In the late 19th and 20th century, women’s choices widened. In the early years, women were wives (17 on the Strand in 1901), sisters, unmarried daughters, women of private means (12 in 1901), companions and servants (17 in 1901). The part of the Strand from The Lighter to the post box was more working class: one woman who lived here was a publican and coal merchant, another ran a small general shop and a third was a lacemaker. For middle class women, education was a way of earning a living – by setting up schools in the family home, giving private lessons or going away to teach. Middle class women engaged in voluntary and philanthropic work, and often supported the church. WWI offered opportunities for women to nurse and take on management roles. As women campaigned and won the vote, other doors opened as JPs, solicitors and architects. There is an international colonial theme with connections with Nigeria, New Zealand, and a thriving imperial youth organisation.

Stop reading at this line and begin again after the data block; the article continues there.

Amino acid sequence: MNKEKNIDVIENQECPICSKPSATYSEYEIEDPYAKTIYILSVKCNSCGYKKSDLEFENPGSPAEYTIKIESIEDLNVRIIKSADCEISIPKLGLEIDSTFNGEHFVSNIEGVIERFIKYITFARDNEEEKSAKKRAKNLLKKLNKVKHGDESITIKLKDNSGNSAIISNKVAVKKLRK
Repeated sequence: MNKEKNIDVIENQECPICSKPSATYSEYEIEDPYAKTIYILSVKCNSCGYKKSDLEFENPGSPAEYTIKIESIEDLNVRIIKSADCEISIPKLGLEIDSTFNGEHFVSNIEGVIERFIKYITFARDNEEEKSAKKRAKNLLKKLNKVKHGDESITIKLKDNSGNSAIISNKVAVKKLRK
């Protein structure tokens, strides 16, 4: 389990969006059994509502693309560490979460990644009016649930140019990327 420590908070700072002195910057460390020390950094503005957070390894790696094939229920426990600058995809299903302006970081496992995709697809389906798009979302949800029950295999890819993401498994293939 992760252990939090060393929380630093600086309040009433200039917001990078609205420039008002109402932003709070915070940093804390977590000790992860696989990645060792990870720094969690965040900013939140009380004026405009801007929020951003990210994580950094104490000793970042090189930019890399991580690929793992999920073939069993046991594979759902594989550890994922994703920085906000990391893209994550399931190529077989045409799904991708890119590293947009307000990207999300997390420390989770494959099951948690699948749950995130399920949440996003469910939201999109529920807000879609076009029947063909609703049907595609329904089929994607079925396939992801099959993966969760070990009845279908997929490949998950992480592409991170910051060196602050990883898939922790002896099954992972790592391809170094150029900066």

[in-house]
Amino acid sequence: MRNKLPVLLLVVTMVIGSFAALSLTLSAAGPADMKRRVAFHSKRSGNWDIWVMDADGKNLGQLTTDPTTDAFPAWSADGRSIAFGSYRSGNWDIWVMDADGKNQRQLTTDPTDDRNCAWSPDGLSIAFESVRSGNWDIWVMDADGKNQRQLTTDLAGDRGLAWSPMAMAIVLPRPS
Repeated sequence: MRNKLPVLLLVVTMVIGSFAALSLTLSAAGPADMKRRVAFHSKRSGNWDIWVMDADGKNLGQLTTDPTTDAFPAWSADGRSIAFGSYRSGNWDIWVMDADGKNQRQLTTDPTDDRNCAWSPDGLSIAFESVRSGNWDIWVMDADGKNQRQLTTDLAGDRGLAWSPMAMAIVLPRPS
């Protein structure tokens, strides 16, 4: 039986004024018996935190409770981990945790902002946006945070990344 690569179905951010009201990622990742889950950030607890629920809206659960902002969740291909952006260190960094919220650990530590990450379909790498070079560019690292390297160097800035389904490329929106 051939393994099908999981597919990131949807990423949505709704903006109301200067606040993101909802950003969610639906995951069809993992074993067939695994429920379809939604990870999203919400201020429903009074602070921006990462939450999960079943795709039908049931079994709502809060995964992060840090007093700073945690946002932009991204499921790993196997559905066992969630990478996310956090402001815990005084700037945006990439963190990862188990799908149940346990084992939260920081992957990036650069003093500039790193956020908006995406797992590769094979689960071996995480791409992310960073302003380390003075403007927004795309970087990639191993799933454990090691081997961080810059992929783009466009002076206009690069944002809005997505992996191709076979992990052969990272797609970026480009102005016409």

Produced by Topsham History Group in 2021, this leaflet, printed on card, takes you on a short walk along Topsham’s Strand visiting 12 properties which identify where some prominent 19th and 20th century women have lived.